The Court of Appeals for the Third Circuit has not passed directly on this issue, although, as pointed out by the Court of Appeals for the Fourth Circuit in International Union United Furniture Workers v. Colonial Hardwood Flooring Co., supra, 168 F.2d at pages 36-37, under the Third Circuit's interpretation of Section 3, Donahue and Watkins cases, supra, it is possible to interpret Section 4 as being unlimited by the commerce definition of Section *606 1, with its excepting clause.[1] Nevertheless, assuming the applicability of the excepting clause, the conclusion urged by the company does not follow.

For a collective labor contract is not, of itself, a contract of employment, on the authority of the Supreme Court, J. I. Case Co. v. N. L. R. B., 321 U.S. 332, 64 S. Ct. 576, 88 L. Ed. 762. Mr. Justice Jackson, speaking for the majority, said, 321 U.S. at pages 334-336, 64 S.Ct. at page 579:

"Contract in labor law is a term the implications of which must be determined from the connection in which it appears. Collective bargaining between employer and the representatives of a unit, usually a union, results in an accord as to terms which will govern hiring and work and pay in that unit. The result is not, however, a contract of employment except in rare cases; no one has a job by reason of it and no obligation to any individual ordinarily comes into existence from it alone. The negotiations between union and management result in what often has been called a trade agreement, rather than in a contract of employment. * * *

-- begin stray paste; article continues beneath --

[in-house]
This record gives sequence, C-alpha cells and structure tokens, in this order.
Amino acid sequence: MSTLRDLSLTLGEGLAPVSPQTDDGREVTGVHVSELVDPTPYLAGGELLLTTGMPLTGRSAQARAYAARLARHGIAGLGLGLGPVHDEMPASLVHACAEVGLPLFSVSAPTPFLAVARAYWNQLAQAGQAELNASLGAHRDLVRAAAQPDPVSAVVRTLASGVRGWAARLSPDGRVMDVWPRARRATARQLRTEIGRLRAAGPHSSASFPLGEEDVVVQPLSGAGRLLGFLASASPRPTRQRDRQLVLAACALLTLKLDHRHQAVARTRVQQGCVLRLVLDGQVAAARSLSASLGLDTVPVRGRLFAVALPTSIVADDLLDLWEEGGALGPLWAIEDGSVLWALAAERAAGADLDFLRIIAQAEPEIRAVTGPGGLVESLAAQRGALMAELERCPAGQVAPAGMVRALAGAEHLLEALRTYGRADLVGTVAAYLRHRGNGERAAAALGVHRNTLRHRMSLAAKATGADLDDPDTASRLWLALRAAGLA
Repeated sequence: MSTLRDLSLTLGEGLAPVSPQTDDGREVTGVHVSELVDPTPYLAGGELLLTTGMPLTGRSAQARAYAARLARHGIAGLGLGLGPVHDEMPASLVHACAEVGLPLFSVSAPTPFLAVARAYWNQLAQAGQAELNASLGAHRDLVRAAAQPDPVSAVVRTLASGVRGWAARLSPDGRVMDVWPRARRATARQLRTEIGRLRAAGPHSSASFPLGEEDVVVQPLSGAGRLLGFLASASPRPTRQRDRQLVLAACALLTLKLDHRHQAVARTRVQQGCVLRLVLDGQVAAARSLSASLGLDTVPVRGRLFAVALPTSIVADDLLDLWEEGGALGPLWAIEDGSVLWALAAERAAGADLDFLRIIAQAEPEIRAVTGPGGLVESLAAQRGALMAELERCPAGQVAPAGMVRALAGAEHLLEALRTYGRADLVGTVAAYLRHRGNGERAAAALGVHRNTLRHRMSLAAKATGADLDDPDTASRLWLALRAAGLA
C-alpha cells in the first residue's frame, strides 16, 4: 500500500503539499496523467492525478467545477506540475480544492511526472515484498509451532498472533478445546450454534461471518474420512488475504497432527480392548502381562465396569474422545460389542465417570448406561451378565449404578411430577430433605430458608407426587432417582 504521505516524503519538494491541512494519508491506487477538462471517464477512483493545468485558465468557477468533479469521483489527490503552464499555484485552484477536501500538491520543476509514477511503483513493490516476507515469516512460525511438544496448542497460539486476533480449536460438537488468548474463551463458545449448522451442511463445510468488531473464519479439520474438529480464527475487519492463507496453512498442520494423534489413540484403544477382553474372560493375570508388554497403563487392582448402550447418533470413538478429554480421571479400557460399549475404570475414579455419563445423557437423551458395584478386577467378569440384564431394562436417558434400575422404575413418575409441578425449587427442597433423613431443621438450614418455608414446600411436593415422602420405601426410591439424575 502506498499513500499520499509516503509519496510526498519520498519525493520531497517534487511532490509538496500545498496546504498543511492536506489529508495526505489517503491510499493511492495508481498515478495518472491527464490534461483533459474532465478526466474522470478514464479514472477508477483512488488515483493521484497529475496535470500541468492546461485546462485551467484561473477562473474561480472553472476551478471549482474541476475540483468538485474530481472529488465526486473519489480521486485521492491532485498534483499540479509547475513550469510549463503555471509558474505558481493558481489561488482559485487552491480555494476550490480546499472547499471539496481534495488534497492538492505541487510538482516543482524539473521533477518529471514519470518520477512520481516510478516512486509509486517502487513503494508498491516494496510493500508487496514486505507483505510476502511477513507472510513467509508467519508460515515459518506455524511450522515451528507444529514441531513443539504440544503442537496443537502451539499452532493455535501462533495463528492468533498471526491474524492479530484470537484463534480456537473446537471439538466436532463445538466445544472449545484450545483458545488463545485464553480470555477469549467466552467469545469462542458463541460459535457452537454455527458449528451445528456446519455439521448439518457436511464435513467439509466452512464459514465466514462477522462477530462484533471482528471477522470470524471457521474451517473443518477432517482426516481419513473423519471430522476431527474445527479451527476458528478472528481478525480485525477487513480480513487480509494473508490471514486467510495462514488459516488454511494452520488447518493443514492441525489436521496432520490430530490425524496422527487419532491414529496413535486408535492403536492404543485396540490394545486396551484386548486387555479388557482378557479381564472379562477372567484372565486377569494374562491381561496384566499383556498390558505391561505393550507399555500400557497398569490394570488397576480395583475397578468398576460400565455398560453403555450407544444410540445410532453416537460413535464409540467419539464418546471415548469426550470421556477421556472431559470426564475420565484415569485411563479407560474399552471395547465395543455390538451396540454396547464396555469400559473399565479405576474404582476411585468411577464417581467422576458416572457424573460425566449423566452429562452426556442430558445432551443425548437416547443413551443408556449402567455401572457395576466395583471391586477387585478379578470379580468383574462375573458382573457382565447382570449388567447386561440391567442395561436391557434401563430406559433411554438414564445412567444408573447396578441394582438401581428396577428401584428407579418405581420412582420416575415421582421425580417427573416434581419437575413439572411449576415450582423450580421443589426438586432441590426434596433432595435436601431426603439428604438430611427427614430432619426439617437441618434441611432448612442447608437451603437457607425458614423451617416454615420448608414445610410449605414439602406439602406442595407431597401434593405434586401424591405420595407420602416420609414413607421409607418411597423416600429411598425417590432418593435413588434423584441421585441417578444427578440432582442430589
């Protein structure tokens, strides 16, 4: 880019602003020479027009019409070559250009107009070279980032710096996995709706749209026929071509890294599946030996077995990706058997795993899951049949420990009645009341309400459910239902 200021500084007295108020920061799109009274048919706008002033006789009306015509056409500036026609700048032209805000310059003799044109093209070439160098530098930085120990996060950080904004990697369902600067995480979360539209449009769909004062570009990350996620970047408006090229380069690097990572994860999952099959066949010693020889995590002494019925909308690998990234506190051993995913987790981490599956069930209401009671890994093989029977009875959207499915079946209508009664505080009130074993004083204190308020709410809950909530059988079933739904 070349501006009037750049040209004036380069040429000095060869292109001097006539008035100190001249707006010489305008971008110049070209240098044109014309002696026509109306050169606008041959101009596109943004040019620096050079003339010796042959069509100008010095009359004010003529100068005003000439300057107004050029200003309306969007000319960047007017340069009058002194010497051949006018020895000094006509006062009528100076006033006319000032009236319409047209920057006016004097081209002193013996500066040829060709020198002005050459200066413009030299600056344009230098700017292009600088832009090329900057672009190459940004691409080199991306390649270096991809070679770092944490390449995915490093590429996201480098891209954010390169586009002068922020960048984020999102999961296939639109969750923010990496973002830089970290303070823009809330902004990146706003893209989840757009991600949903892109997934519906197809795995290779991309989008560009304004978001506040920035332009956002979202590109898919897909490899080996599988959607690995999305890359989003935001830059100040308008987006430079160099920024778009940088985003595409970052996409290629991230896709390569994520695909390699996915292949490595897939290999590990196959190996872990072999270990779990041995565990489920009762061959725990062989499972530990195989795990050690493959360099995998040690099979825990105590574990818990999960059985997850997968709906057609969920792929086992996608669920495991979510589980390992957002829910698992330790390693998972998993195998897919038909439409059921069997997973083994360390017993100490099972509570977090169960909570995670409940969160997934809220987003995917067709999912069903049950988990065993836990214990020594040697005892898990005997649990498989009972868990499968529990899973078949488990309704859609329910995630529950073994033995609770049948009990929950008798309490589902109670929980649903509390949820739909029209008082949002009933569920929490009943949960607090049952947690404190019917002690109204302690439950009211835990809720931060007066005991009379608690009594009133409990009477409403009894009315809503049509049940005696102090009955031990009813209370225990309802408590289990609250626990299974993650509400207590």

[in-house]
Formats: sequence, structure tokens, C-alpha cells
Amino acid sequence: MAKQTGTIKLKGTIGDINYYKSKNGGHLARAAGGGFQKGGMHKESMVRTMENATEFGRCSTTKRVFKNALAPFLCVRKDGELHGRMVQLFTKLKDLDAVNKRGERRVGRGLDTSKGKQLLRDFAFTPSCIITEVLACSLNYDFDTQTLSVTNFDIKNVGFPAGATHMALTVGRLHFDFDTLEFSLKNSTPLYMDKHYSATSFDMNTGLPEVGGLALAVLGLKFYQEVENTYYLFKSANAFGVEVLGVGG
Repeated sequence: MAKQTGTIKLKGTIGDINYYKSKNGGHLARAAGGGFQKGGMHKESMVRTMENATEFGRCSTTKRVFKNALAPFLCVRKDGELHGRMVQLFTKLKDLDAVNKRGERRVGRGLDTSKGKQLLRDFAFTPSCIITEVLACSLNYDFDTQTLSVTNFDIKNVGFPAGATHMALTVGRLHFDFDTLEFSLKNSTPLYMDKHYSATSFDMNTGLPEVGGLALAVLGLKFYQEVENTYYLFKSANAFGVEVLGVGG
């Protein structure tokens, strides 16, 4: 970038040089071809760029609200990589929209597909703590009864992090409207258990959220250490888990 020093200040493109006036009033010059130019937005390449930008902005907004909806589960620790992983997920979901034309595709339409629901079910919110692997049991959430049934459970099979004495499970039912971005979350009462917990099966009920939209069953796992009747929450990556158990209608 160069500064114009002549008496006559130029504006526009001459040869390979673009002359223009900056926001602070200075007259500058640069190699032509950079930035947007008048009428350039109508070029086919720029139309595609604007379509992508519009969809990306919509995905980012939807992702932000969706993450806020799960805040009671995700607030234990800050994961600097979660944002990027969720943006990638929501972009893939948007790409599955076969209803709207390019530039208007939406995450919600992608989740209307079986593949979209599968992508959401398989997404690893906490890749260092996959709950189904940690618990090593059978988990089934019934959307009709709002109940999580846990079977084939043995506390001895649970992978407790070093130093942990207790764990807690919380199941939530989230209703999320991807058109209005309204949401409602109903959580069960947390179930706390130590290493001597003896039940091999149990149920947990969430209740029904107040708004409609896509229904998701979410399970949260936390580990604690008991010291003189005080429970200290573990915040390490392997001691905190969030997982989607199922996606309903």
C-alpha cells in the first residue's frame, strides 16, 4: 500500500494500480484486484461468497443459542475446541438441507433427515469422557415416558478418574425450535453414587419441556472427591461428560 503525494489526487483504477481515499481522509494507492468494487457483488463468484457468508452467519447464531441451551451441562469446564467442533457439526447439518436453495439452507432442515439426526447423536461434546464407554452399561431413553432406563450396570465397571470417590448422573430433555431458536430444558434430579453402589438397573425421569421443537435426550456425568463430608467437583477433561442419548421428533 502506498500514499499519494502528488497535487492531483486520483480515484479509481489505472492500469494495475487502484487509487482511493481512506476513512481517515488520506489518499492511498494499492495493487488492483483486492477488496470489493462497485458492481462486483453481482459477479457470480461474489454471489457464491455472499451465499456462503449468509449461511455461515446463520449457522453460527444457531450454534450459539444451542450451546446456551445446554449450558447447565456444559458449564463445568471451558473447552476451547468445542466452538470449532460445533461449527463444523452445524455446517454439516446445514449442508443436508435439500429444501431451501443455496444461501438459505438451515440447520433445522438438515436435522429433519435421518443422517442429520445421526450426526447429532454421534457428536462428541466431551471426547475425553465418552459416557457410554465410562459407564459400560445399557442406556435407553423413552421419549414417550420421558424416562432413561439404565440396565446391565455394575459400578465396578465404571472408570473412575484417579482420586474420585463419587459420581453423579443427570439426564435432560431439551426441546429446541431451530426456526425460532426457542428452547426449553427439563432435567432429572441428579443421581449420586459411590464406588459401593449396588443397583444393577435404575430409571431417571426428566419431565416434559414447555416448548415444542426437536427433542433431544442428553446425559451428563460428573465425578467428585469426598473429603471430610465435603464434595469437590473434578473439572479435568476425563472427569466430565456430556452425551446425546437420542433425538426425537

"After the collective trade agreement is made, the individuals who shall benefit by it are identified by individual hirings. The employer, except as restricted by the collective agreement itself and except that he must engage in no unfair labor practice or discrimination, is free to select those he will employ or discharge. But the terms of the employment already have been traded out. There is little left to individual agreement except the act of hiring. This hiring may be by writing or by word of mouth or may be implied from conduct. * * *

The individual hiring contract is subsidiary to the terms of the trade agreement * * *."

The Court of Appeals for the Fourth Circuit, in holding that the excepting clause applied to a collective labor agreement, International Union United Furniture Workers v. Colonial Hardwood Flooring Co., supra, said that the intention of the Congress was to steer clear of the compulsory arbitration of labor disputes. This Court considers, however, that the enactment of a law by the Congress providing for the enforcement of an arbitration contract "voluntarily and solemnly entered into"[2] between an employer and a union is no more objectionable than any other provision for the specific enforcement of contracts,[3] nor does it in any way approach compulsory arbitration. It is logical to conclude that the Congress was avoiding the specific enforcement of contracts for personal services.[4]*607 This was the reasoning of a California court in interpreting a provision of the California Arbitration Act, Code Civ.Proc. § 1280, exempting from its operation contracts "pertaining to labor", an exception broader in terms than that of the Federal statute. Holding that a collective bargaining agreement was not within the scope of the exception, Levy v. Superior Court, 1940, 15 Cal. 2d 692, 104 P.2d 770, 774, 129 A.L.R. 956, the court said: "There was undoubtedly a basic reason for excluding labor agreements. A contract to perform labor is not specifically enforceable * *. The same considerations pertaining to the personal relations between employer and employee would indicate that contracts between them should not be subject to the provisions of the arbitration title in the Code of Civil Procedure. But the considerations which would except contracts to perform labor from such proceedings do not exclude collective bargaining agreements."